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What’s worse, mobile banking malware intercepts incoming calls and text messages to bypass the two-factor authentication security that many banking applications use.

Be aware that cheap phones can come with pre-installed malware that can be practically impossible to clean. (Malwarebytes for Android will alert you to pre-installed malware and provide instructions to remove it.)

When it comes to the mobile malware ecosystem, the two most common smartphone operating systems are Apple’s iOS and Google’s Android. Android is the market leader with 80% of smartphone sales, followed by iOS with 15% of sales. So it is not surprising that the more popular Android platform attracts more malware than the iPhone. Let’s see them separately.

Fortunately, there are some unmistakable symptoms that tell you that your Android phone is infected. You can be if you notice any of the following:

If the name of your smartphone starts with a lowercase “i”, congratulate yourself, because malware is not a big problem for the iPhone. This is not to say that it does not exist, but it is very rare. In fact, getting a malware infection on an iPhone only happens mainly in two exceptional circumstances.

“Although actual malware infections are unlikely, using an iPhone does not at all protect against fraudulent calls or text messages.”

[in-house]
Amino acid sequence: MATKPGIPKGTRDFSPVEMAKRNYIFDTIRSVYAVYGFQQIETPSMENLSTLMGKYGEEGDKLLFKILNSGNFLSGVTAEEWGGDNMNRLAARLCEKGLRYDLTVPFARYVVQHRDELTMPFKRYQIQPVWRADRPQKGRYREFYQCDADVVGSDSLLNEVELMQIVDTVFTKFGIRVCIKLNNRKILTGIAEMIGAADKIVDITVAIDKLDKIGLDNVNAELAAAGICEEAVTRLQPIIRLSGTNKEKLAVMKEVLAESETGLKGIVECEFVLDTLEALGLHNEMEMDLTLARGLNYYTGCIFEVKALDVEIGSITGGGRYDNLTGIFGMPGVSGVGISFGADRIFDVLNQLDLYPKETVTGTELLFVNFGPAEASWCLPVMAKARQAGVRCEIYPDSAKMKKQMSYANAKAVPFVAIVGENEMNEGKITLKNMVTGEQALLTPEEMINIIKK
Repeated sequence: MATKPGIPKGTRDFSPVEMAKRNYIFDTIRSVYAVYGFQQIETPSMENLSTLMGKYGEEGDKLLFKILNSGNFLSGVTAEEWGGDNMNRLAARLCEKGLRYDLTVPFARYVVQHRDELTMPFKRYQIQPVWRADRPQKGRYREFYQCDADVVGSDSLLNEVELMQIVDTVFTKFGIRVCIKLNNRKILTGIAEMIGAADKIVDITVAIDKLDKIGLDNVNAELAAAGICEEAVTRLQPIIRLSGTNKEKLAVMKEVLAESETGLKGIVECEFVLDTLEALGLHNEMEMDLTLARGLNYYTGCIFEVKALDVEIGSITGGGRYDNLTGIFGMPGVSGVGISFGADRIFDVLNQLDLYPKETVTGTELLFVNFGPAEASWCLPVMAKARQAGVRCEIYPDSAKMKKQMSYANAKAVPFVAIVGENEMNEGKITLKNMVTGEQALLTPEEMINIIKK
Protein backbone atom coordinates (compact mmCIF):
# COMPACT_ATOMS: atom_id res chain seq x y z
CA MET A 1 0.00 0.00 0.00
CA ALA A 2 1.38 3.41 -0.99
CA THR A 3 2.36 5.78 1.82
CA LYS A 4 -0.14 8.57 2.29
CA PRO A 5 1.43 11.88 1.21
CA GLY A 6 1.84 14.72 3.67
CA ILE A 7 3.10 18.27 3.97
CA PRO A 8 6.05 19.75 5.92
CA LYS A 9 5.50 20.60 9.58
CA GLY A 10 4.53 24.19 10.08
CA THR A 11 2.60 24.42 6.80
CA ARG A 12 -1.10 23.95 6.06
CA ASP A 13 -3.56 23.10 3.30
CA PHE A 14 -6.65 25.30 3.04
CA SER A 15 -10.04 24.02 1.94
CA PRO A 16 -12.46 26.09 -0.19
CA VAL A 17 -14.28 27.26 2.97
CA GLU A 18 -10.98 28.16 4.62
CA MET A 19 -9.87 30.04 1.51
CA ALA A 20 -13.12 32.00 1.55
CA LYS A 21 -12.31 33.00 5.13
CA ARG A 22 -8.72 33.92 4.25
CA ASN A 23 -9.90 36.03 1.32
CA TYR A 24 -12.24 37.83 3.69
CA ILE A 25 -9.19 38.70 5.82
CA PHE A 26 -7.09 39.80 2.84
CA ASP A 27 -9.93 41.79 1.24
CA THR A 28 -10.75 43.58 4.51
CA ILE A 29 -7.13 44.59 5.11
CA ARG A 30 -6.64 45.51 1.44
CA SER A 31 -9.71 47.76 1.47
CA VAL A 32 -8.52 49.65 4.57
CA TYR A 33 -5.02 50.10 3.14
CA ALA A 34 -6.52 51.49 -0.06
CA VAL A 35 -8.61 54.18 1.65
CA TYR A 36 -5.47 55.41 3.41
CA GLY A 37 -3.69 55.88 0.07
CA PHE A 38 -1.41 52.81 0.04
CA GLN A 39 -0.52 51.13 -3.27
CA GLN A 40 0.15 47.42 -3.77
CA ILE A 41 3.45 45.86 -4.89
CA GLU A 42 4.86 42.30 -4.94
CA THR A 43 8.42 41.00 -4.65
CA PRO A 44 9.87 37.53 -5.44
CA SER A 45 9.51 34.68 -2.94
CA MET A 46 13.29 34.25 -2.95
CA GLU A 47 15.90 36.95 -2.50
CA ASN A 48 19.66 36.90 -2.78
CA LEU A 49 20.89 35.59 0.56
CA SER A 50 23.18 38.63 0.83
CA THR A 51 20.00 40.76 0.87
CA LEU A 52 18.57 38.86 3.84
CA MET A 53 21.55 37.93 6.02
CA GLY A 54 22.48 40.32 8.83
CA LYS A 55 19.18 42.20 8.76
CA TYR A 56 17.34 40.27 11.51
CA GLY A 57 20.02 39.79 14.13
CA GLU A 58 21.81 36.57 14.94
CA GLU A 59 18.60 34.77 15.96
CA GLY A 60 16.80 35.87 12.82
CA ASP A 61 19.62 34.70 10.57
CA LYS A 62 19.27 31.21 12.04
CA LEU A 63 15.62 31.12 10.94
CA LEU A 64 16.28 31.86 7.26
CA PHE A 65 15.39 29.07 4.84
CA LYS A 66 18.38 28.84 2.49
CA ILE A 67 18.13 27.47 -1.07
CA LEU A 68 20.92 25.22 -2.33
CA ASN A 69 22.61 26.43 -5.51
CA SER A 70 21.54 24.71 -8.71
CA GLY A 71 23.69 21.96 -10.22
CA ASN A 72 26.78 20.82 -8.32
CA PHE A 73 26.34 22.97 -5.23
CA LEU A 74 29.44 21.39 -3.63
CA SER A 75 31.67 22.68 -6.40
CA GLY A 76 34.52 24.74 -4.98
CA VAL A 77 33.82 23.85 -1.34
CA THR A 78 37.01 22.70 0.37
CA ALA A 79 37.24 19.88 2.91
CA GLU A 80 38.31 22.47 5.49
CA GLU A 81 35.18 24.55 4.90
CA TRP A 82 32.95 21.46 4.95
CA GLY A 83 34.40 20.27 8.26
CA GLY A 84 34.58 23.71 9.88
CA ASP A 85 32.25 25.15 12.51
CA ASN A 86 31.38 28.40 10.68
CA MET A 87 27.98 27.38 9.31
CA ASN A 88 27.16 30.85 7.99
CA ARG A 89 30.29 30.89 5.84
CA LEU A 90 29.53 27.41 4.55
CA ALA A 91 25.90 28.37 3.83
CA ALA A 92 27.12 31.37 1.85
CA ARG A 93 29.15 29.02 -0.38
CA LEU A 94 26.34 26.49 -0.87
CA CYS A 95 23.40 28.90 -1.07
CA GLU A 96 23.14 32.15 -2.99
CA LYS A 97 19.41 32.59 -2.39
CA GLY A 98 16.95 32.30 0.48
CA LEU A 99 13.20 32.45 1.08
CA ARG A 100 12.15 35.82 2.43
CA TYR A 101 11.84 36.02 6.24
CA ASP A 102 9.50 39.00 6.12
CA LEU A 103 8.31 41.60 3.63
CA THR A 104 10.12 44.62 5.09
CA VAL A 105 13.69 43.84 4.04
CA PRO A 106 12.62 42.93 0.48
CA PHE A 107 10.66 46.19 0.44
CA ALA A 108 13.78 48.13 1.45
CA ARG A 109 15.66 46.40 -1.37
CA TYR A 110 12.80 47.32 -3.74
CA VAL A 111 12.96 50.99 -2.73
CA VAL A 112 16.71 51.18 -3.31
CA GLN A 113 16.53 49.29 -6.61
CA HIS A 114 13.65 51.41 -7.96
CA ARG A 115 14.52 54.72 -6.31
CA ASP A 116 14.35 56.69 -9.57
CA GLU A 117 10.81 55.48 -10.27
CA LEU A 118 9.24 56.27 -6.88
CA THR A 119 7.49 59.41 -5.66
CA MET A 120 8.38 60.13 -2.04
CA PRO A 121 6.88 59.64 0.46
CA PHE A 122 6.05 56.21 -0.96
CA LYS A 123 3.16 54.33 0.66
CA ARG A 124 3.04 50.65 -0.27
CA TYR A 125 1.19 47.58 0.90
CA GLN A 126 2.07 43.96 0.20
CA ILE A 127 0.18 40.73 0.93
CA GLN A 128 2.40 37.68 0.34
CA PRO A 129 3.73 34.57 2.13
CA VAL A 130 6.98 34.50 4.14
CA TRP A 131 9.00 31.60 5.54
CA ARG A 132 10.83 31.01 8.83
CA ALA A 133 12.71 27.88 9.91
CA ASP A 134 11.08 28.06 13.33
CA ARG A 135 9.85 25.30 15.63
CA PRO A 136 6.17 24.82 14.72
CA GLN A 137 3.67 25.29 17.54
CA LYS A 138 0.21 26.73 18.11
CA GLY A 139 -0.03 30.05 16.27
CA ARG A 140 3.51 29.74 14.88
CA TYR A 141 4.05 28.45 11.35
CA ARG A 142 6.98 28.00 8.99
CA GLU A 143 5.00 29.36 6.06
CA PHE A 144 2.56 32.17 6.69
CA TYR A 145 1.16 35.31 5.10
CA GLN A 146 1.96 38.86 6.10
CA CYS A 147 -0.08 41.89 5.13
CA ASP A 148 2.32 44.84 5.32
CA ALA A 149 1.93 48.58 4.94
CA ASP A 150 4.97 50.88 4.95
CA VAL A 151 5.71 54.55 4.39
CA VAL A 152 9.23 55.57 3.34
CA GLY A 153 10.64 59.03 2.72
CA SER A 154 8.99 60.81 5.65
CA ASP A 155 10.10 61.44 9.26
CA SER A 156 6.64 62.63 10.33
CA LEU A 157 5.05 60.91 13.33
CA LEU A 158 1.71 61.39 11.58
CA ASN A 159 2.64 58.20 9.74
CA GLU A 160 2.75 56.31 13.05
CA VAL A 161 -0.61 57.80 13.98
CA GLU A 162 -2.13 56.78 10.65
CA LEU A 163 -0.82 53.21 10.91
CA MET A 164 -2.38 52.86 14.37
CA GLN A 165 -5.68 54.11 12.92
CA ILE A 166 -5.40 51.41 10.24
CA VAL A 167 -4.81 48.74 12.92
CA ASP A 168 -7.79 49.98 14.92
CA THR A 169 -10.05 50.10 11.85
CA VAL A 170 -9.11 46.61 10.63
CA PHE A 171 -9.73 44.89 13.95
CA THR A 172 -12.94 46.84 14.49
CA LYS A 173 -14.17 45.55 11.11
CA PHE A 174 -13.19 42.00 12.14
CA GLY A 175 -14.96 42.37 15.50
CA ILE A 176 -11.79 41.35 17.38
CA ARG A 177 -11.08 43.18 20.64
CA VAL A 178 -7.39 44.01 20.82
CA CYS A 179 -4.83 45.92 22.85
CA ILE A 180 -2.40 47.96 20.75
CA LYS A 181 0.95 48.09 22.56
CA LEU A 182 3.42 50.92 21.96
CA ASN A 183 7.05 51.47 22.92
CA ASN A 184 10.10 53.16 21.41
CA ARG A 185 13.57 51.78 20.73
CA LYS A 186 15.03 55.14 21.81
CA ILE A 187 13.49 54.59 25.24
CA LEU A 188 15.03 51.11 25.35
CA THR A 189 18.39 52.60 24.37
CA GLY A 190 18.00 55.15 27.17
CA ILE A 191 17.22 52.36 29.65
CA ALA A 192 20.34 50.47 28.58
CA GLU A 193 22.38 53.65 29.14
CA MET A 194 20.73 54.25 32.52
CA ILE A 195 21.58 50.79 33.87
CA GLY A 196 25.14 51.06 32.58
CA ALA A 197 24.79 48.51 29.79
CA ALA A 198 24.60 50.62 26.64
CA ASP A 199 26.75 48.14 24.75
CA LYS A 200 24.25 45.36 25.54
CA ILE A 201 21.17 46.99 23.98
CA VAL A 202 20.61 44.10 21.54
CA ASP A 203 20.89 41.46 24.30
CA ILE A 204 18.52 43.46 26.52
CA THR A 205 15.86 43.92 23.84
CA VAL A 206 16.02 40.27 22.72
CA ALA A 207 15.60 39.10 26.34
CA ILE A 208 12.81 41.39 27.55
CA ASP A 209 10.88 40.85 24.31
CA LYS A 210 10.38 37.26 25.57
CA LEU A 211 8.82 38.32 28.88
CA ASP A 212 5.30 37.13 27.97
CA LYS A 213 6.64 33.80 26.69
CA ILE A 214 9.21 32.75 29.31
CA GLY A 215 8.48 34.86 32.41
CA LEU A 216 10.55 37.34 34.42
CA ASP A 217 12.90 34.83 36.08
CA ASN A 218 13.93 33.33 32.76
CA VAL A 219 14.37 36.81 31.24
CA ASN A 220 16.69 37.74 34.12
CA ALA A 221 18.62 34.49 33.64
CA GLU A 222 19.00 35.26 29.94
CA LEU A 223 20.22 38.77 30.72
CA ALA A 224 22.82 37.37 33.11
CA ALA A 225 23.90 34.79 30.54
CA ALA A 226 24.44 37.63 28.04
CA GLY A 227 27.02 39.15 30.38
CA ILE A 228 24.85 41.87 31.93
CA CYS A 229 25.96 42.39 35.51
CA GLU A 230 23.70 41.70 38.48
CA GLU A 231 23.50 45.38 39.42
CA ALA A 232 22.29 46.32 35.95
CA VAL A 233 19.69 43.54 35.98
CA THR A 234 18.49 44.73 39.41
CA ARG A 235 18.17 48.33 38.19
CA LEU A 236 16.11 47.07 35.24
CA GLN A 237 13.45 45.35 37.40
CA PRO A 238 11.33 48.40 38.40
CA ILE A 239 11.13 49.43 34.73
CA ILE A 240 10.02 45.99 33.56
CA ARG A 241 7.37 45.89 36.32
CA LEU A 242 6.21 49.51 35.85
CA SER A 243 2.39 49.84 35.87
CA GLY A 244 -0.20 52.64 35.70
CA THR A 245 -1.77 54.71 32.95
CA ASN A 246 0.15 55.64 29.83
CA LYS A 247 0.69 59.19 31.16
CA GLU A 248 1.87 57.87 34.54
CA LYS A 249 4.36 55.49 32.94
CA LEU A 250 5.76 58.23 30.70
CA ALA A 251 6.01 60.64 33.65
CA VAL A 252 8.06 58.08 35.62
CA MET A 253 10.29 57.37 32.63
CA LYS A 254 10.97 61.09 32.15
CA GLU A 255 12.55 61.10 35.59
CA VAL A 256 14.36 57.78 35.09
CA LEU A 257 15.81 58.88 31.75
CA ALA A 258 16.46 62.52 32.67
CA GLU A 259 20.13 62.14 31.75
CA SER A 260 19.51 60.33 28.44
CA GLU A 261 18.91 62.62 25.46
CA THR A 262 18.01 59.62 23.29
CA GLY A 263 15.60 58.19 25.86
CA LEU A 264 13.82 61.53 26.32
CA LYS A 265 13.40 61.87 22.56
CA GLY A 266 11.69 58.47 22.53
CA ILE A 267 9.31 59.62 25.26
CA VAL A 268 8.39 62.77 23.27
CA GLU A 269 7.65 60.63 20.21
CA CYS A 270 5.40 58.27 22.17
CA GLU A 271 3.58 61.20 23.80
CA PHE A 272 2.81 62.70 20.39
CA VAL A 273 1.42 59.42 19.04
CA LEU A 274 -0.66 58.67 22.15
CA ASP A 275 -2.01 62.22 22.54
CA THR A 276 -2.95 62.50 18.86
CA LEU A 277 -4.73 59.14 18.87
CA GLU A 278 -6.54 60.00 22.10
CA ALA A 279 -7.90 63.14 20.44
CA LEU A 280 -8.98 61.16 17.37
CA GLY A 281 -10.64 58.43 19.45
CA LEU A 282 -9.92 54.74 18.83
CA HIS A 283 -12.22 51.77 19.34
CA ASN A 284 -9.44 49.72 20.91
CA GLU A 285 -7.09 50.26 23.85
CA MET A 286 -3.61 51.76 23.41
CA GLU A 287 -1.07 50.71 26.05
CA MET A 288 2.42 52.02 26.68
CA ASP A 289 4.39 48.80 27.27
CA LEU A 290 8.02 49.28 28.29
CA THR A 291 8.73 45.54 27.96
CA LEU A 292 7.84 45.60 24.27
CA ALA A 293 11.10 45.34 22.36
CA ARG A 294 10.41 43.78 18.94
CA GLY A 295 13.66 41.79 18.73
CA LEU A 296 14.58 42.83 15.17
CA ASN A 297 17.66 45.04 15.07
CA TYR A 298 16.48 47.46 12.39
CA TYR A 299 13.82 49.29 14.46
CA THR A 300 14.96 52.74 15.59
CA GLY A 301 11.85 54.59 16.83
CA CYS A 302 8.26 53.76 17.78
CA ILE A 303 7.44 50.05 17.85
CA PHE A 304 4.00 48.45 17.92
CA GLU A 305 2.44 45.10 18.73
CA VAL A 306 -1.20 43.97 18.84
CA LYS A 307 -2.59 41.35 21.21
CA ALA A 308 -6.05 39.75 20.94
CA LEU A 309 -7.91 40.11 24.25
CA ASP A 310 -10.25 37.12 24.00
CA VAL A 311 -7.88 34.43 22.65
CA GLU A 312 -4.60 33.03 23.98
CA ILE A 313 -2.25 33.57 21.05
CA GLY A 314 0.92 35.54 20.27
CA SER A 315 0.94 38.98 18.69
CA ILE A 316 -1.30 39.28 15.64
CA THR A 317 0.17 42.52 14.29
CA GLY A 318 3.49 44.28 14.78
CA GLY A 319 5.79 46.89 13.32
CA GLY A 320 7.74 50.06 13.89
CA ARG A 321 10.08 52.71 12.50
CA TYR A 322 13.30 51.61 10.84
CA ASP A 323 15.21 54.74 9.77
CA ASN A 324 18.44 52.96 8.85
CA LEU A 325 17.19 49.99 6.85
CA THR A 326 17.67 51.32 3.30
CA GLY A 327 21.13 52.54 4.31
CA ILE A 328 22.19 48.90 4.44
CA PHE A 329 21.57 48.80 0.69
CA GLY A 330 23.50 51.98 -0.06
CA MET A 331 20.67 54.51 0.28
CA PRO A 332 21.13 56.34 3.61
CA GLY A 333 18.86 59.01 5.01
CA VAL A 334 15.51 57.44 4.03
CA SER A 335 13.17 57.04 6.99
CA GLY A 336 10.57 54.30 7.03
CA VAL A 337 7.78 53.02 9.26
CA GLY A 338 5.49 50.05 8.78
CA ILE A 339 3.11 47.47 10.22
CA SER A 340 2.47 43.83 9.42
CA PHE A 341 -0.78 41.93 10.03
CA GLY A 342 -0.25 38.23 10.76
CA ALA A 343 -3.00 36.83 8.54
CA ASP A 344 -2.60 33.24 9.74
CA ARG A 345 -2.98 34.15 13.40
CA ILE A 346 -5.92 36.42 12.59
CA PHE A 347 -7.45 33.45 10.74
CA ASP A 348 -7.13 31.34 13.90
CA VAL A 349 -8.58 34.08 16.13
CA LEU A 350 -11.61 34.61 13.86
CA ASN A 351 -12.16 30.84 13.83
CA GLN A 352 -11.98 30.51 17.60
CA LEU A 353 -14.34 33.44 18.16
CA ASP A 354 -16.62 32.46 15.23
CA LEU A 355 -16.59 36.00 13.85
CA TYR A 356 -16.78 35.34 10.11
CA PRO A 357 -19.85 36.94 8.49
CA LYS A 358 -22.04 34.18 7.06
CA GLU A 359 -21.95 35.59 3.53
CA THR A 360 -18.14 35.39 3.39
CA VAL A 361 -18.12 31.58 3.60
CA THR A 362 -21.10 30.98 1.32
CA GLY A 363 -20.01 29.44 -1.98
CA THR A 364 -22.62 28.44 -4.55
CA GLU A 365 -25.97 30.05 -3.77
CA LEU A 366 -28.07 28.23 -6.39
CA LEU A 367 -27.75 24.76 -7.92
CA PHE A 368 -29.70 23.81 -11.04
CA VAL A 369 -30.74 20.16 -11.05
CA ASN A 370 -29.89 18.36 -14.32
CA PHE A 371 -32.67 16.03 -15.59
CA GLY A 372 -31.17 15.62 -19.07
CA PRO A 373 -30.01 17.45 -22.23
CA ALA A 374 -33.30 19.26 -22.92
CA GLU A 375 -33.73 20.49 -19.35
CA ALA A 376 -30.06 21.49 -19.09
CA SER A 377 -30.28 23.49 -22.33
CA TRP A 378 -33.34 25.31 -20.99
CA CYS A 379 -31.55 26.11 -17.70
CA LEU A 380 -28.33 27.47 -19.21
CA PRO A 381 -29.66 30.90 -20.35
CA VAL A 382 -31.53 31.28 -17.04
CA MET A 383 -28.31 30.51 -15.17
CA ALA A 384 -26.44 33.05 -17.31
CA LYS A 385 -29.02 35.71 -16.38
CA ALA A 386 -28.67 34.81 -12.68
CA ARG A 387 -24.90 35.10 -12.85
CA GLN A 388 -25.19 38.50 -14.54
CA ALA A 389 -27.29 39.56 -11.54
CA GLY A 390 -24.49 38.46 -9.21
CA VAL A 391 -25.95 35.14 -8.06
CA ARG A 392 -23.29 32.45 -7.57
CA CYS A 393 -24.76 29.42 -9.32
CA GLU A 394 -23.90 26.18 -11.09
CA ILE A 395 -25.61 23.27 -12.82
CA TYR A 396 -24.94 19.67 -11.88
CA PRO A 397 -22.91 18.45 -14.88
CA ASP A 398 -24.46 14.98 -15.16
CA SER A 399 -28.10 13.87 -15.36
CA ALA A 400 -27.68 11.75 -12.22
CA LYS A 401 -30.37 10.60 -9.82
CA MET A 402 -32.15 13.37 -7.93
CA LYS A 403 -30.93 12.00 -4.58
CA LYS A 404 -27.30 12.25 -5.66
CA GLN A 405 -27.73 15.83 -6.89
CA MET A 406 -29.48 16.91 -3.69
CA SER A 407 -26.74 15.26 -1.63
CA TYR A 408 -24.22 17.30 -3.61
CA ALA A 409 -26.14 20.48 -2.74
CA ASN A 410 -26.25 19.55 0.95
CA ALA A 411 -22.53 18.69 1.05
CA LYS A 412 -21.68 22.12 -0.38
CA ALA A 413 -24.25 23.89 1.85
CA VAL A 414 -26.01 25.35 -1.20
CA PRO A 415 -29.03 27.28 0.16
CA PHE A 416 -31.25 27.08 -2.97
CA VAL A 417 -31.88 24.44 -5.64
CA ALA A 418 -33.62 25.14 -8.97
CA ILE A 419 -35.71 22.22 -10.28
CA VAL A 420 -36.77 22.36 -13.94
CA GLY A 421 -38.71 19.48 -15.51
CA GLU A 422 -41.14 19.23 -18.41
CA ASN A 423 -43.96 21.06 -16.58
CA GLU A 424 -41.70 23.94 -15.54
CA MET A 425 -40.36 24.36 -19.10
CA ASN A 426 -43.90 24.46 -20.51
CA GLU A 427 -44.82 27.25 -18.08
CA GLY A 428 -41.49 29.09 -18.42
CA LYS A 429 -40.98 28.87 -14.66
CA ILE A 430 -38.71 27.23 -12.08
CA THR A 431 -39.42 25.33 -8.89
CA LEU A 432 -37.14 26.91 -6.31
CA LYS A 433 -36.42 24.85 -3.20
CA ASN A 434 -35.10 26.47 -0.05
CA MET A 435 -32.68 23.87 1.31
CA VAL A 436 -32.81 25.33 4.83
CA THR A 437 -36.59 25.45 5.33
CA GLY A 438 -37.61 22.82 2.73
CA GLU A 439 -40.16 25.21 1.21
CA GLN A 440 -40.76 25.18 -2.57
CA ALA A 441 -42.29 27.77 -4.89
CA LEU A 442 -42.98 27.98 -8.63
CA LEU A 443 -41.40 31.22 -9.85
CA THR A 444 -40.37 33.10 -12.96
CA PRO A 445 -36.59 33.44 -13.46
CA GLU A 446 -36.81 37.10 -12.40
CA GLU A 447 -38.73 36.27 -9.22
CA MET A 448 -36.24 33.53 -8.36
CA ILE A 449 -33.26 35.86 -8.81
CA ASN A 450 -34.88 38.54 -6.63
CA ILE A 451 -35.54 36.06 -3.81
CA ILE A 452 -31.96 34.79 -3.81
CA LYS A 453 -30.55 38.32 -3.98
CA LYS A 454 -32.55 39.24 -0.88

The first circumstance is an attack directed by an adversary state or nation, that is, a government that has created or bought, at a millionaire cost, a piece of malware designed to take advantage of some hidden security gap in iOS. Don’t panic, as all devices have some kind of vulnerability. In all certainty, Apple has done a great job to protect the iOS, which even prevents any application (including security software) from scanning the phone or other applications on the device system. This is why it is so expensive to design malware that installs its code for whatever remote-executing activity the attacking state or nation needs.

One particularly notable case took place in 2016, when an internationally renowned human rights defender living in the United Arab Emirates received SMS text messages on his iPhone promising the revelation of “new secrets” about prisoners tortured in the prisons in the Emirates. The message invited the recipient to click on a link. He did not, but sent the message to computer security researchers, who found that it contained an exploit that would have turned the activist’s phone into a digital spy.